The government will next week start the official bidding process for the construction of the Lusaka-Ndola dual carriageway. Infrastructure, Housing, and Urban Development Minister Charles Milupi has said that an advert calling for bids will be issued.
Mr. Milupi said that the government has already received a number of unsolicited bids on the project and some are proposing to work on the road at a cost that is 40-percent lower than the initial $1.2 billion projected by the previous regime.
Mr. Milupi said that the project will uphold the three conditions set by President HAkainde Hichilema of ensuring that construction works are done at the right price and delivered to the right quality in a timely manner.
The Infrastructure Minister said this in Ndola when he paid a courtesy call on Copperbelt Province Minister Elisha Matambo.
Mr. Matambo said the Lusaka-Ndola road is in a bad state and needs to be worked on urgently because it connects other parts of the country to the Copperbelt which is an economic hub.
Mr. Matambo also asked the infrastructure Minister to consider working on other roads in the Province such as the Chingola-Kasumbalesa, Ndola-Mufulira, Mufulira -Mokambo, and Chibuluma roads among others.
Mr. Milupi is leading an entourage of Road Development Agency (RDA) officials who are inspecting road projects on the Copperbelt and North-Western Provinces.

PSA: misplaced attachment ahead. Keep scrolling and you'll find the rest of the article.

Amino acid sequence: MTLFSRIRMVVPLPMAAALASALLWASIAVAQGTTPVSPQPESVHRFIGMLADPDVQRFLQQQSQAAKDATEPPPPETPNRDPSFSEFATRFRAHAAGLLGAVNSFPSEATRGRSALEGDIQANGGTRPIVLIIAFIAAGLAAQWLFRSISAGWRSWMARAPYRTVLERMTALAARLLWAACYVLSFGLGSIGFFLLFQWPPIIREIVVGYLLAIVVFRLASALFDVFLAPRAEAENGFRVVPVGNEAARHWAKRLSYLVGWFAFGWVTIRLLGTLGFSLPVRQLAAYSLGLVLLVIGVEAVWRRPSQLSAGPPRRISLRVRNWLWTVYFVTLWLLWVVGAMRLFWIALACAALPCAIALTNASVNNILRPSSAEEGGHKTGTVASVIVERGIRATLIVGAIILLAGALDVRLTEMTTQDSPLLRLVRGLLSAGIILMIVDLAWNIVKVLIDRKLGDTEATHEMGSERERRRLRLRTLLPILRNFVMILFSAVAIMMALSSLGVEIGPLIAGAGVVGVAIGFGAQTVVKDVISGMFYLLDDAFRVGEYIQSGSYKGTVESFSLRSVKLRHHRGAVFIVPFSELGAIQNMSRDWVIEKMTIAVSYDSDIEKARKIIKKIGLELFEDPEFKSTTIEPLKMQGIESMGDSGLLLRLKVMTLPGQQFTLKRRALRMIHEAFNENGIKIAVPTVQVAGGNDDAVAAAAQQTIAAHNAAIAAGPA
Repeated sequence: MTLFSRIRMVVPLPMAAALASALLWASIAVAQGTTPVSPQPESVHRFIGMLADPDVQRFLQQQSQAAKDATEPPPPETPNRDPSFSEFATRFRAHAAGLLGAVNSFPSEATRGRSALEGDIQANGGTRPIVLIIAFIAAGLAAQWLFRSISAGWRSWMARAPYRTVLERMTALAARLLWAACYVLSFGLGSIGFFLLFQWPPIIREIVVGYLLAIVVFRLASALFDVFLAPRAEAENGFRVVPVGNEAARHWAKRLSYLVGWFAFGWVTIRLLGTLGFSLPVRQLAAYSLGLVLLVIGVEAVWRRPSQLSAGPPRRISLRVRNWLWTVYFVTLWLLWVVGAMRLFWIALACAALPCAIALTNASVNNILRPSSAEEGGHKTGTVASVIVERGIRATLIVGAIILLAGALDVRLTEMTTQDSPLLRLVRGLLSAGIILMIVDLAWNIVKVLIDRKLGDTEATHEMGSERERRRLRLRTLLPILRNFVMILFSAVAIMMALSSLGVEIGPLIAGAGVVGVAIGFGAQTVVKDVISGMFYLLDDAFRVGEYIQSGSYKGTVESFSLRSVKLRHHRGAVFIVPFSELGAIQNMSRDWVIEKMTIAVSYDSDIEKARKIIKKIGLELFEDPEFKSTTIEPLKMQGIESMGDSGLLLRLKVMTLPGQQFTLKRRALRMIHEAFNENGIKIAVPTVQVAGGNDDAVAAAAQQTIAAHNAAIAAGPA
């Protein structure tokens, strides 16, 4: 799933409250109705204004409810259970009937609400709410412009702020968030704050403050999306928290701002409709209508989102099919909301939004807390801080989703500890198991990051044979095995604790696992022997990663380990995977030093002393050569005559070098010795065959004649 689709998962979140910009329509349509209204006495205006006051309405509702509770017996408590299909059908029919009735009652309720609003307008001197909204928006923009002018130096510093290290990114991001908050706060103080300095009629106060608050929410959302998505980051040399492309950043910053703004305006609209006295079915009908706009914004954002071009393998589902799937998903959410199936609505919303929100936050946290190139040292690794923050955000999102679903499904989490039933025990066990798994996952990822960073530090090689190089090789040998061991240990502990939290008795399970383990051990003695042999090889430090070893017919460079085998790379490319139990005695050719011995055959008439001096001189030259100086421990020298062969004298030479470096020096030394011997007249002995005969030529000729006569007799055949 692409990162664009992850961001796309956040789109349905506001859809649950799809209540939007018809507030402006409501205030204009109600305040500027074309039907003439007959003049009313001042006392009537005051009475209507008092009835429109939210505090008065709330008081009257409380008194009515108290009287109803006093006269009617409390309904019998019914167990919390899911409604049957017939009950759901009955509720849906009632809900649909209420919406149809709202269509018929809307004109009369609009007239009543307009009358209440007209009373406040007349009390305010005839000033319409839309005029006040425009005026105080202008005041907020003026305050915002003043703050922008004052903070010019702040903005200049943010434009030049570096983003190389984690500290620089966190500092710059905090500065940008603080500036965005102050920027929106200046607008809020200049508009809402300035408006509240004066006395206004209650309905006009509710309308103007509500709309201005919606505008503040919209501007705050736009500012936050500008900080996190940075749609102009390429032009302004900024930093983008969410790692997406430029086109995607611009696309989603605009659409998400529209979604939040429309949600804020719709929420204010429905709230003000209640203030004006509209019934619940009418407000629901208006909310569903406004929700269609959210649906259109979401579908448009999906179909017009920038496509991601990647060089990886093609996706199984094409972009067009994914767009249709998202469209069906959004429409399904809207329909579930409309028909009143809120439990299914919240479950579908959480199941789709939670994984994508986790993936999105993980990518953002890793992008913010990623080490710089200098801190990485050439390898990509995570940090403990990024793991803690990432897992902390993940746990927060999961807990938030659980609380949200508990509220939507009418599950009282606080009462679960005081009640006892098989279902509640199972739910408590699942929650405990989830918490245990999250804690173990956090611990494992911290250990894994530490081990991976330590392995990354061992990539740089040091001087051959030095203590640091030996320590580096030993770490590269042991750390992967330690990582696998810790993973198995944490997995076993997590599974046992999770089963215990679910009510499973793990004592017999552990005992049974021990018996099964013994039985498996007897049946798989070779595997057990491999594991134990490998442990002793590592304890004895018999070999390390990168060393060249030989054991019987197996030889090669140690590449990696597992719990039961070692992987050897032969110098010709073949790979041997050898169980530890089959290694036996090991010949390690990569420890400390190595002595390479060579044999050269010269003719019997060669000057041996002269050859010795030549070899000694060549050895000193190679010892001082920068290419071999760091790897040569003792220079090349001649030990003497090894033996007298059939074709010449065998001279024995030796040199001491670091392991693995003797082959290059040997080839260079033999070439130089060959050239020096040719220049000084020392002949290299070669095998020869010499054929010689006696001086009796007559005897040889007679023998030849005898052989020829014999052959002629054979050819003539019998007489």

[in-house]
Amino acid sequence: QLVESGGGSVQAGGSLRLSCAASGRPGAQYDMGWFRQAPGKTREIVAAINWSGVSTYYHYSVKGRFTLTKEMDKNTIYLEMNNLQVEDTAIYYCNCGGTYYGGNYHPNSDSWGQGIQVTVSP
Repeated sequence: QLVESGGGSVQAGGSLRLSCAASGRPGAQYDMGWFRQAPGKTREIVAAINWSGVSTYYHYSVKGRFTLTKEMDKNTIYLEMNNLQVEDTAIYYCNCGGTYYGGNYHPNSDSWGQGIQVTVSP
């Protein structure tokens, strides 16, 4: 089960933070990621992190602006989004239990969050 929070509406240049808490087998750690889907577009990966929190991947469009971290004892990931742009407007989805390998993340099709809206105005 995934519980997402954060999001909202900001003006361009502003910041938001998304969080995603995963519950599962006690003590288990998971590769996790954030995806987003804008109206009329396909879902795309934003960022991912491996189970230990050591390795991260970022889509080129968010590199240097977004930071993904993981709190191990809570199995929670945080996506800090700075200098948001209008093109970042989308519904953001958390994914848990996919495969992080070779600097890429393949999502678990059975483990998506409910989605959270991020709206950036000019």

Lately, Former Transport Minister William Harrington said that the recent revelations by transport minister Frank Tayali that the contractor engaged to construct the controversial Lusaka-Ndola duo carriageway have offered to construct the road at 50 percent lower than the original cost of $1.2 billion smells of corruption.
In 2018 the PF administration under then-president Edgar Lungu agreed to have the Lusaka-Ndola dual carriageway constructed at a cost of more than $1.2 billion but the road development agency halted the construction of the road and attributed the stagnation to financial constraints.
Transport and Logistics Minister Frank Tayali is on record to have disclosed that the contractor that was meant to work on the dual carriageway at a cost of more than $1.2 billion has come back into the country and has agreed to do the works at a-50 percent lower rate than what was demanded before.
But Mr. Harrington said that there was need for the anti-corruption commission to take interest in the matter as it is one of the projects the former patriotic front regime could have attempted to use to siphon money from the country for its failed attempt to win the august elections. Mr. Harrington has advised the new dawn government to ask the contractor why he overpriced the road project.